Israel’s COVID-19 vaccination program has been on the cutting edge. Currently, nearly 57% of the population has been vaccinated. Their infection rate is so low that they have ditched the vaccine passport program they used to open up many restaurants and venues. Officials also eliminated social distancing rules. The country reports 833,000 recovered patients, which they included in the passport program. Imagine having a health care system that actually acknowledges such an obvious fact.
As the country considered making vaccines available for children under 16, Reuters reported the public health experts were studying a link between the Pfizer mRNA vaccine and a condition known as myocarditis. This condition is an inflammation of the heart muscle that can cause issues with the heart’s ability to function correctly and can cause rapid or irregular heartbeats. It usually onsets following a viral infection. Reuters:
In Israel, 275 cases of myocarditis were reported between December 2020 and May 2021 among more than 5 million vaccinated people, the [Israeli Ministry of Health, Vaccine Safety Department] said in disclosing the findings of a study it commissioned to examine the matter.
Most patients who experienced heart inflammation spent no more than four days in the hospital and 95% of the cases were classified as mild, according to the study, which the ministry said was conducted by three teams of experts.
The study found “there is a probable link between receiving the second dose (of Pfizer) vaccine and the appearance of myocarditis among men aged 16 to 30,” it said in a statement. According to the findings, such a link was observed more among men aged 16 to 19 than in other age groups.
In the mRNA vaccines, the cells in your body are instructed to make proteins from the spike portion of the COVID-19 virus to stimulate an immune response. It tricks your body into having the reaction it would to a viral infection. So, it is plausible that conditions related to viral infections could result. It appears Israeli public health professionals feel this is likely.
The State of Washington also issued a warning regarding myocarditis and pericarditis. The latter is an inflammation of the thin covering over the heart muscle. The state department of health alerted residents to this potential side effect following COVID-19 vaccination in general, not to the Pfizer vaccine specifically. The notification did not note any specific demographic where the problem was occurring.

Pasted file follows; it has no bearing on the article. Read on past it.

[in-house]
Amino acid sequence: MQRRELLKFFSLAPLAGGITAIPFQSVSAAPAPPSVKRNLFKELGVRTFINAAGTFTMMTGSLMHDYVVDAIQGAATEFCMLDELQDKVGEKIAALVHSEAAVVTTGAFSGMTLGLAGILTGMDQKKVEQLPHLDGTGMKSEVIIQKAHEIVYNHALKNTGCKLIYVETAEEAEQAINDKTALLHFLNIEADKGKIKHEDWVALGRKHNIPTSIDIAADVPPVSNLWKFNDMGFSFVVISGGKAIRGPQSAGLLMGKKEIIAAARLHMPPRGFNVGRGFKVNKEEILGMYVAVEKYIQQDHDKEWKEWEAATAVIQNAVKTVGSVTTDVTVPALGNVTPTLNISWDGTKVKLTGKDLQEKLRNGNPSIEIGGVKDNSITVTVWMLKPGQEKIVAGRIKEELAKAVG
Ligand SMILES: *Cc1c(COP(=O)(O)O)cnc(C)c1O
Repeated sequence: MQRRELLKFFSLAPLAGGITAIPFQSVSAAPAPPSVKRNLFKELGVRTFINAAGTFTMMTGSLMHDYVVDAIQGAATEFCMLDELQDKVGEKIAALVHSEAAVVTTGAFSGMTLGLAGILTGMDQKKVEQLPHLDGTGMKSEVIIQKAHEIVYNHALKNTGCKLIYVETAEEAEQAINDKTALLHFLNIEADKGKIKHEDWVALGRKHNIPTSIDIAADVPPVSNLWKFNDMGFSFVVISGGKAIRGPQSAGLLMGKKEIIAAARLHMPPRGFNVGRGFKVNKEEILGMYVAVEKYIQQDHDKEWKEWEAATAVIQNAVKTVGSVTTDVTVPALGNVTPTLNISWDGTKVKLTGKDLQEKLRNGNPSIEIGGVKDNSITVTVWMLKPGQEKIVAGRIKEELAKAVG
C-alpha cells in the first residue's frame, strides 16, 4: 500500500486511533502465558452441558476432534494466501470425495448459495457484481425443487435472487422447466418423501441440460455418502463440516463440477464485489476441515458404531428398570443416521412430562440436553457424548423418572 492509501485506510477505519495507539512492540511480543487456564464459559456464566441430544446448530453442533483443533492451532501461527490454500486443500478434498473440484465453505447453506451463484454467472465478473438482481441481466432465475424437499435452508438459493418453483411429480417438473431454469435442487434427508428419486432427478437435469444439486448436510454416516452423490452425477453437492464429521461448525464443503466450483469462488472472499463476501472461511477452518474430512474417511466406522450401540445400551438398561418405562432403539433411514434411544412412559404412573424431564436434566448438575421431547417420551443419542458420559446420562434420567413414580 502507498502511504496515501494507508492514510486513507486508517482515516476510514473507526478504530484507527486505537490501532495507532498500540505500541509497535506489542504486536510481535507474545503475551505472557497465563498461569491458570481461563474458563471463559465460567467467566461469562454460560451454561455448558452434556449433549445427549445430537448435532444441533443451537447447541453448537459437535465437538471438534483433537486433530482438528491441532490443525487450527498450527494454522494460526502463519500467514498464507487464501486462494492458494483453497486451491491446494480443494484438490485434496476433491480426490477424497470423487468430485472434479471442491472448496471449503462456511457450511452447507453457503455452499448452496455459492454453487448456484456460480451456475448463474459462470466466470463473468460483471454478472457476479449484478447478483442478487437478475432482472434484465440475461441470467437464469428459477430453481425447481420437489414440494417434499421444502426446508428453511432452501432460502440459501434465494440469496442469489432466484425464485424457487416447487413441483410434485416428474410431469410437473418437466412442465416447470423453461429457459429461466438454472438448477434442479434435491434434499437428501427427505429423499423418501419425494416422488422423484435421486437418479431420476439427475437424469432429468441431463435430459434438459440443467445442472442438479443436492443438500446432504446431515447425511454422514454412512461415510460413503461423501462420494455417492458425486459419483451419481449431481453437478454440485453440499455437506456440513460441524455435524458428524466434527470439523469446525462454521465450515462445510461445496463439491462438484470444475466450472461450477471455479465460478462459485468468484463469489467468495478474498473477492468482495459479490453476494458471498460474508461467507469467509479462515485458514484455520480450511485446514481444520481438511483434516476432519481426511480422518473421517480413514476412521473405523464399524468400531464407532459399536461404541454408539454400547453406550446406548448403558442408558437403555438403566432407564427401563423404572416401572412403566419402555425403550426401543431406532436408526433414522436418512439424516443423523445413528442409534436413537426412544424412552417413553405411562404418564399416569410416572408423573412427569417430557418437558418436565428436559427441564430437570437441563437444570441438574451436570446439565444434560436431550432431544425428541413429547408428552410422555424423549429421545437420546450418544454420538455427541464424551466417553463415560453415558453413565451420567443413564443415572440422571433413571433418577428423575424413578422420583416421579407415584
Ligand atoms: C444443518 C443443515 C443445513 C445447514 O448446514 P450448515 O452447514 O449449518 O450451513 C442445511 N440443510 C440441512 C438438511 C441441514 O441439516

This warning coincided with a May 24 meeting in which the CDC found the VARES system reported a higher-than-expected number of observed myocarditis and pericarditis cases among 16-24-year-olds. It is important to remember that VARES data is likely an underestimate because it does not involve a mandated reporter. When the CDC viewed another database, called the Vaccine Safety Datalink, the rates were similar to the general population. The difference in the dataset is notable. Even though the datalink gets information directly from health care systems, many people receive COVID-19 vaccines outside of the traditional health system.
Pfizer said it was aware of the observations in Israel, but it insisted that the causal link has not been established. Despite reporting that the link is probable, following the Health Ministry report, a committee approved vaccinating 12-15-year-olds. This approval came despite Israel reporting only a handful of cases a day, with a seven-day average of 20 positive tests as of May 30. Children generally suffer mild if any symptoms from contacting COVID-19. The ministry apparently feels the benefits outweigh the potential risks in this age group.
Given new information on durable natural immunity, even from a mild infection like the one common in children, it is possible to measure for T cell immunity before deciding to vaccinate. This type of immunity can be detected longer than antibodies in many cases and it has proven to be a more accurate measure of immunity than an antibody test alone. Proof of immunity should serve as a substitute in any mandate situation, though parents may need to demand it. Concurrence from a physician should assist in the process.